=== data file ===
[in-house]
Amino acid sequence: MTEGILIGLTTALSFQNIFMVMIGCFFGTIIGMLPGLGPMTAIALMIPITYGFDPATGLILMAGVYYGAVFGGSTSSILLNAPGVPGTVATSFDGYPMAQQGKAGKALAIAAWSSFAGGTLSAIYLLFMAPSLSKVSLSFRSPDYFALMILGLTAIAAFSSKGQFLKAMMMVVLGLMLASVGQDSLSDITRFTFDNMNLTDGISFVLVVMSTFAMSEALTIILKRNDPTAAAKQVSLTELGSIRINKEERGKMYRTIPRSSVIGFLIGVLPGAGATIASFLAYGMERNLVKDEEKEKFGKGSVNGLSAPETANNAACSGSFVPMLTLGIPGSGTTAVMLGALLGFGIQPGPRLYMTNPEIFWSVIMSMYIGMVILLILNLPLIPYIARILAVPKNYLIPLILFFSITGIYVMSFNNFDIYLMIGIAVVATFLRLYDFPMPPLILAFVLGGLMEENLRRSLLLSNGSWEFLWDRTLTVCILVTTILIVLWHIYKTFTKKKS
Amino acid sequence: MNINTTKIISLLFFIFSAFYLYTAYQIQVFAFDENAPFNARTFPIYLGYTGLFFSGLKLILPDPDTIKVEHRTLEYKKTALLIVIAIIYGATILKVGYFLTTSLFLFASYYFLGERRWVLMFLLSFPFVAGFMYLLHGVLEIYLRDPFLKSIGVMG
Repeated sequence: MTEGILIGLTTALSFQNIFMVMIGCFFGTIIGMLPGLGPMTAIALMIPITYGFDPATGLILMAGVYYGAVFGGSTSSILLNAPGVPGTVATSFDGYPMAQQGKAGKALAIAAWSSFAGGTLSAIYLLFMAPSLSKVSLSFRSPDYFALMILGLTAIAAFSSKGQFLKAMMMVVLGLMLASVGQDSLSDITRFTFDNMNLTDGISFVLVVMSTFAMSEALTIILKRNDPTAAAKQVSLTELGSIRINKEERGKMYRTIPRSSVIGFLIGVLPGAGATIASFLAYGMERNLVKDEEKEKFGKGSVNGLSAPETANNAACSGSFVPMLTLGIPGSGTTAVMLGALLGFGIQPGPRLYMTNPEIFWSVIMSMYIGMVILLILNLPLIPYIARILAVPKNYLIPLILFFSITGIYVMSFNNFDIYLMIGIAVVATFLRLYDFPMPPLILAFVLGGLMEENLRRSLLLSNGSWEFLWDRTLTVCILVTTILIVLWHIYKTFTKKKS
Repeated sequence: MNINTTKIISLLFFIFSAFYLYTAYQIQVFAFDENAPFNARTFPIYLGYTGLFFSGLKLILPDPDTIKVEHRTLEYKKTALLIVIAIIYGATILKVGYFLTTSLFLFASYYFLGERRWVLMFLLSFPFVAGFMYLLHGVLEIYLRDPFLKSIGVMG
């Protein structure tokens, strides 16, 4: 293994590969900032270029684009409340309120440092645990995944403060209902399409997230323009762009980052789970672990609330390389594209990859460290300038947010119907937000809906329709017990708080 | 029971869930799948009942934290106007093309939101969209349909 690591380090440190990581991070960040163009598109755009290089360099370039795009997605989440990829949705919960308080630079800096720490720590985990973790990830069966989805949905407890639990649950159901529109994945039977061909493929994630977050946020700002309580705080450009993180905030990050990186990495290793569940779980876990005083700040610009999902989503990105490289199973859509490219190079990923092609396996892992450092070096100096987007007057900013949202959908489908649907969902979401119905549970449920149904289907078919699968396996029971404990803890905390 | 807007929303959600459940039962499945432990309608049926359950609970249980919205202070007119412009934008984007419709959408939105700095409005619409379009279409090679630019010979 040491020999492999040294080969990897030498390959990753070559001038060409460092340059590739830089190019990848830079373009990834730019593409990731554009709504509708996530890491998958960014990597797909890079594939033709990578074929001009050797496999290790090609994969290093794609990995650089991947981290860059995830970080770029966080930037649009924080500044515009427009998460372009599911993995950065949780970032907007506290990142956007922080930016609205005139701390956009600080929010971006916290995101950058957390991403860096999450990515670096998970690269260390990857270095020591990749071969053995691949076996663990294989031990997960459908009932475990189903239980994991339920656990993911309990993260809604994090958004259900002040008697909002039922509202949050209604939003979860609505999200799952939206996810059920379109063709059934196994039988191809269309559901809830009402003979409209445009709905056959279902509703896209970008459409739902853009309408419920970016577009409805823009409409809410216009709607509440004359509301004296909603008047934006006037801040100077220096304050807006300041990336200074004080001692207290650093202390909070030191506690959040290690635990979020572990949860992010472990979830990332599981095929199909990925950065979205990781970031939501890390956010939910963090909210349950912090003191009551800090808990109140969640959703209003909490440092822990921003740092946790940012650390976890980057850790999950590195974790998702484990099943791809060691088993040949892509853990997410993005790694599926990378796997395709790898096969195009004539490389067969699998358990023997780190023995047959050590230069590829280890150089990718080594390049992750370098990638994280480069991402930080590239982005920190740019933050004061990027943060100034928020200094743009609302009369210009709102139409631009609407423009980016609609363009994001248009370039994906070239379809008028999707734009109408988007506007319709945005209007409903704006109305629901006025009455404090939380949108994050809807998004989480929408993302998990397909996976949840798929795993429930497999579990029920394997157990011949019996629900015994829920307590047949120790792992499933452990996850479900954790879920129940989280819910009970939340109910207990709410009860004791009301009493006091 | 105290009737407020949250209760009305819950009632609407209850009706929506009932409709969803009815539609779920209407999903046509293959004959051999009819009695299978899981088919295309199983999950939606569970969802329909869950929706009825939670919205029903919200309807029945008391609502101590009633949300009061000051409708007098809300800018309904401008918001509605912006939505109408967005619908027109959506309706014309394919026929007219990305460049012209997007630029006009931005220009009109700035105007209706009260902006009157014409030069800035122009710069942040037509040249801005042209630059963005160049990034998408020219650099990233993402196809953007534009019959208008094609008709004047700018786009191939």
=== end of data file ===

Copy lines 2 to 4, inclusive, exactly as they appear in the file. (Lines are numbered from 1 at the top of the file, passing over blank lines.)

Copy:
Amino acid sequence: MTEGILIGLTTALSFQNIFMVMIGCFFGTIIGMLPGLGPMTAIALMIPITYGFDPATGLILMAGVYYGAVFGGSTSSILLNAPGVPGTVATSFDGYPMAQQGKAGKALAIAAWSSFAGGTLSAIYLLFMAPSLSKVSLSFRSPDYFALMILGLTAIAAFSSKGQFLKAMMMVVLGLMLASVGQDSLSDITRFTFDNMNLTDGISFVLVVMSTFAMSEALTIILKRNDPTAAAKQVSLTELGSIRINKEERGKMYRTIPRSSVIGFLIGVLPGAGATIASFLAYGMERNLVKDEEKEKFGKGSVNGLSAPETANNAACSGSFVPMLTLGIPGSGTTAVMLGALLGFGIQPGPRLYMTNPEIFWSVIMSMYIGMVILLILNLPLIPYIARILAVPKNYLIPLILFFSITGIYVMSFNNFDIYLMIGIAVVATFLRLYDFPMPPLILAFVLGGLMEENLRRSLLLSNGSWEFLWDRTLTVCILVTTILIVLWHIYKTFTKKKS
Amino acid sequence: MNINTTKIISLLFFIFSAFYLYTAYQIQVFAFDENAPFNARTFPIYLGYTGLFFSGLKLILPDPDTIKVEHRTLEYKKTALLIVIAIIYGATILKVGYFLTTSLFLFASYYFLGERRWVLMFLLSFPFVAGFMYLLHGVLEIYLRDPFLKSIGVMG
Repeated sequence: MTEGILIGLTTALSFQNIFMVMIGCFFGTIIGMLPGLGPMTAIALMIPITYGFDPATGLILMAGVYYGAVFGGSTSSILLNAPGVPGTVATSFDGYPMAQQGKAGKALAIAAWSSFAGGTLSAIYLLFMAPSLSKVSLSFRSPDYFALMILGLTAIAAFSSKGQFLKAMMMVVLGLMLASVGQDSLSDITRFTFDNMNLTDGISFVLVVMSTFAMSEALTIILKRNDPTAAAKQVSLTELGSIRINKEERGKMYRTIPRSSVIGFLIGVLPGAGATIASFLAYGMERNLVKDEEKEKFGKGSVNGLSAPETANNAACSGSFVPMLTLGIPGSGTTAVMLGALLGFGIQPGPRLYMTNPEIFWSVIMSMYIGMVILLILNLPLIPYIARILAVPKNYLIPLILFFSITGIYVMSFNNFDIYLMIGIAVVATFLRLYDFPMPPLILAFVLGGLMEENLRRSLLLSNGSWEFLWDRTLTVCILVTTILIVLWHIYKTFTKKKS